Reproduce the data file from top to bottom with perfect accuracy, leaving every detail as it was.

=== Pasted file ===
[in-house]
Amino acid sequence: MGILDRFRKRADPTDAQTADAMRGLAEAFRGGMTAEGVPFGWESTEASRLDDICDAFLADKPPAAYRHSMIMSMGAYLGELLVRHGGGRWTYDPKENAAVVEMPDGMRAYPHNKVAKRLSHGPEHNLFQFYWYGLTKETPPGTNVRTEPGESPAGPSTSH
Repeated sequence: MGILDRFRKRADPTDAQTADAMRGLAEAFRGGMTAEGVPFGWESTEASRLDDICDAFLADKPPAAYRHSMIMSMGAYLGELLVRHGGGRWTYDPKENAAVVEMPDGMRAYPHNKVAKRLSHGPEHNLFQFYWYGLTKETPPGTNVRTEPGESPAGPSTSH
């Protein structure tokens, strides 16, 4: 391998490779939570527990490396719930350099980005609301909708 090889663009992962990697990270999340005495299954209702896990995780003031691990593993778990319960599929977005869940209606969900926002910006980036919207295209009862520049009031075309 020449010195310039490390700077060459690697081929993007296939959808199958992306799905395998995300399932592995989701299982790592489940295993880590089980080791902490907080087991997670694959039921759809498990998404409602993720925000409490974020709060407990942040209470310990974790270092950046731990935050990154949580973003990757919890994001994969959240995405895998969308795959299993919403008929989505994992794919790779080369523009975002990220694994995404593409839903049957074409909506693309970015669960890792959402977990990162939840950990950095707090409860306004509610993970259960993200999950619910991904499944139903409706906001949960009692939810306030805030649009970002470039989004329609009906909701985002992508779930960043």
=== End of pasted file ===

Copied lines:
[in-house]
Amino acid sequence: MGILDRFRKRADPTDAQTADAMRGLAEAFRGGMTAEGVPFGWESTEASRLDDICDAFLADKPPAAYRHSMIMSMGAYLGELLVRHGGGRWTYDPKENAAVVEMPDGMRAYPHNKVAKRLSHGPEHNLFQFYWYGLTKETPPGTNVRTEPGESPAGPSTSH
Repeated sequence: MGILDRFRKRADPTDAQTADAMRGLAEAFRGGMTAEGVPFGWESTEASRLDDICDAFLADKPPAAYRHSMIMSMGAYLGELLVRHGGGRWTYDPKENAAVVEMPDGMRAYPHNKVAKRLSHGPEHNLFQFYWYGLTKETPPGTNVRTEPGESPAGPSTSH
């Protein structure tokens, strides 16, 4: 391998490779939570527990490396719930350099980005609301909708 090889663009992962990697990270999340005495299954209702896990995780003031691990593993778990319960599929977005869940209606969900926002910006980036919207295209009862520049009031075309 020449010195310039490390700077060459690697081929993007296939959808199958992306799905395998995300399932592995989701299982790592489940295993880590089980080791902490907080087991997670694959039921759809498990998404409602993720925000409490974020709060407990942040209470310990974790270092950046731990935050990154949580973003990757919890994001994969959240995405895998969308795959299993919403008929989505994992794919790779080369523009975002990220694994995404593409839903049957074409909506693309970015669960890792959402977990990162939840950990950095707090409860306004509610993970259960993200999950619910991904499944139903409706906001949960009692939810306030805030649009970002470039989004329609009906909701985002992508779930960043």